H Index of Web of Science 15
H Index Google 16
Curriculum Vitae Download •
I received a Ph.D. in Ecology from the University of Ulm (Germany) in 2007 and I am currently leading the Tropical Conservation Ecology research group of cE3c. My research focuses on studying vertebrate responses to habitat fragmentation and land-use change. For many years I have been involved in habitat fragmentation research in the tropics, using mostly bats as model group.
My current research is driven by three overarching objectives: (i) assess how tropical vertebrates are affected by land-use change and anthropogenic habitat conversion and elucidate the factors that determine species persistence in human-modified tropical landscapes, (ii) determine how species responses to environmental changes can be effectively monitored for impact mitigation, (iii) contribute to our understanding about how tropical agricultural landscapes should be managed to maximize biodiversity conservation while enhancing food security sustainably in developing countries.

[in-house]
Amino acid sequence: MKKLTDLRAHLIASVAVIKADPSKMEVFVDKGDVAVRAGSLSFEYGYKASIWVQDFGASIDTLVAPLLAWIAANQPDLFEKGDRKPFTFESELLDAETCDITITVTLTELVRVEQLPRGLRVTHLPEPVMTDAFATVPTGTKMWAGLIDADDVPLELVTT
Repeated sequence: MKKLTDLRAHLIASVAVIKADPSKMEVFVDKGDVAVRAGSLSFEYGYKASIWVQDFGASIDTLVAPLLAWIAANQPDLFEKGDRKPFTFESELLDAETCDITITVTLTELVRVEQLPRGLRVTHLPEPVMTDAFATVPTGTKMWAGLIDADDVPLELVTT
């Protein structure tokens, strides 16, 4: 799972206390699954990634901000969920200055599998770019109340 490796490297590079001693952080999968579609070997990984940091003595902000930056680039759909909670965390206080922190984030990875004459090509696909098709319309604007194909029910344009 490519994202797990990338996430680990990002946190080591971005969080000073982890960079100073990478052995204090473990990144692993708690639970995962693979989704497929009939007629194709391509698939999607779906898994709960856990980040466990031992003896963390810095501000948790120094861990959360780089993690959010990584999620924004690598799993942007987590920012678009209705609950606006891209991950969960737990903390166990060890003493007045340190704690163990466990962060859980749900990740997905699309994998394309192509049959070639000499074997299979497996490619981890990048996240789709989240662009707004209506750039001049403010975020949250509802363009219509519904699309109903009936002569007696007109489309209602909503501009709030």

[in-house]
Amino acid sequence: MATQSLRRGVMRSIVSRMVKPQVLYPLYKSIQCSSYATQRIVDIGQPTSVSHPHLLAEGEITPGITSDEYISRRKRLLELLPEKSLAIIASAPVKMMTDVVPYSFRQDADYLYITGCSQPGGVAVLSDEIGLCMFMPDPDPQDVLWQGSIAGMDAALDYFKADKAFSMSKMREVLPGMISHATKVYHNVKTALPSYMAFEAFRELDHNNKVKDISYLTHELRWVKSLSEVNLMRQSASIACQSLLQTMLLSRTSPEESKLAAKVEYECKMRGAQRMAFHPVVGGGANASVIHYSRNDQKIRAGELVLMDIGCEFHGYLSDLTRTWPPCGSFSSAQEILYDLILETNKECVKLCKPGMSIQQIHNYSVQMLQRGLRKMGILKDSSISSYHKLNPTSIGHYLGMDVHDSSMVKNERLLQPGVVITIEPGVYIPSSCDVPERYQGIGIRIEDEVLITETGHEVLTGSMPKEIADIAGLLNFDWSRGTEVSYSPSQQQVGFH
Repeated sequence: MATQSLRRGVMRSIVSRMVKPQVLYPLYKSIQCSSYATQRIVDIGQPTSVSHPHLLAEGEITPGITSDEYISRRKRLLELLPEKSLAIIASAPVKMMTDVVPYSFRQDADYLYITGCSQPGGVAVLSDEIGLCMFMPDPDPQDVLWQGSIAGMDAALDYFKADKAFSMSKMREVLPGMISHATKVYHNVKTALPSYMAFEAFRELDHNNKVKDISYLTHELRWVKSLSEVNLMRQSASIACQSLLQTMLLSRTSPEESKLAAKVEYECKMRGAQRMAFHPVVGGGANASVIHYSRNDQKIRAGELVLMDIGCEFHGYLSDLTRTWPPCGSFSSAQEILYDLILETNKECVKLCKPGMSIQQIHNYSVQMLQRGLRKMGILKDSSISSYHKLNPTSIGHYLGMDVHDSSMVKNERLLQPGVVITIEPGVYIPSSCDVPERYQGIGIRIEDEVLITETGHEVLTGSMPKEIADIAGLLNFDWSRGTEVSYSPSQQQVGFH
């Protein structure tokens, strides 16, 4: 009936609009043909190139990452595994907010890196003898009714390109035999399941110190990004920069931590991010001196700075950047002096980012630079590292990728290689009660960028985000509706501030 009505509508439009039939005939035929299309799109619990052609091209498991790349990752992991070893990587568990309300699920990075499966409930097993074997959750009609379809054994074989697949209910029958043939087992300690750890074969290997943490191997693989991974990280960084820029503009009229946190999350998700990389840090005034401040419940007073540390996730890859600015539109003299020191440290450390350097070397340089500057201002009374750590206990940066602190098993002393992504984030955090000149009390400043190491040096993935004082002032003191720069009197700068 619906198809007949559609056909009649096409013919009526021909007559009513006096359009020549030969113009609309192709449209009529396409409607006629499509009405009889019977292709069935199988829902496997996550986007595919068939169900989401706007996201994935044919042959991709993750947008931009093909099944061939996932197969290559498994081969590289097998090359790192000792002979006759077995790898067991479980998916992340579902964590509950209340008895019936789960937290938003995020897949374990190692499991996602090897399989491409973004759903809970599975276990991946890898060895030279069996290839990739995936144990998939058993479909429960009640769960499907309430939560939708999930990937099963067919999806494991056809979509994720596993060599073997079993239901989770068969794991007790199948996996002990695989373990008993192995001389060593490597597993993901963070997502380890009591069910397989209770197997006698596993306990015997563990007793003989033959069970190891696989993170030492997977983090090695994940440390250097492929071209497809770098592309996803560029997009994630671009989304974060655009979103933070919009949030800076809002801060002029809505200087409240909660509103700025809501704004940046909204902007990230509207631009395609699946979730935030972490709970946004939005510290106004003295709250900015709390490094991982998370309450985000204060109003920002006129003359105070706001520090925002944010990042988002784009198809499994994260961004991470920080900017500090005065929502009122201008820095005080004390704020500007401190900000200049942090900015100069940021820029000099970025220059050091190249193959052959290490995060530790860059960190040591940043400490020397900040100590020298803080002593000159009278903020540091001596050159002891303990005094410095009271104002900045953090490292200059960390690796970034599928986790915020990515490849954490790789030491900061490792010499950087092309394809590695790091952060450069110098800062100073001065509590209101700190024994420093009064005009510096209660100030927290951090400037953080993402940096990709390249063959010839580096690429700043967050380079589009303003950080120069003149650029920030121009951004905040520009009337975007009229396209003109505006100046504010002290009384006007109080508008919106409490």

NOTE: In November 2015 I will start a new position as Lecturer in Global Ecology & Conservation in the University of Salford, Manchester (U.K.), becoming external Collaborator of cE3c.
Farneda, F.Z., Rocha, R., López-Baucells, A., Sampaio, E.M., Palmeirim, J.M., Bobrowiec, P.E.D., Grelle, C.E.V. & Meyer, C.F.J. (2018) Functional recovery of Amazonian bat assemblages following secondary forest succession.Biological Conservation, 218, 192-199. DOI:10.1016/j.biocon.2017.12.036 (IF2017 4,66; Q1 Ecology)
Rocha, R., Ovaskainen, O., López-Baucells, A., Farneda, F.Z., Sampaio, E.M., Bobrowiec, P.E.D., Cabeza, M., Palmeirim, J.M. & Meyer, C.F.J. (2018) Secondary forest regeneration benefits old-growth specialist bats in a fragmented tropical landscape.Scientific Reports, 8, 3819. DOI:10.1038/s41598-018-21999-2 (IF2017 4,112; Q1 Multidisciplinary Sciences)
Ferreira, D.F., Rocha, R., López-Baucells, A., Farneda, F.Z., Carreiras, J.M.B., Palmeirim, J. M. & Meyer, C.F.J. (2017) Season-modulated responses of Neotropical bats to forest fragmentation.Ecology and Evolution, 7(11), 4059-4071. DOI:10.1002/ece3.3005 (IF2017 2,34; Q2 Ecology)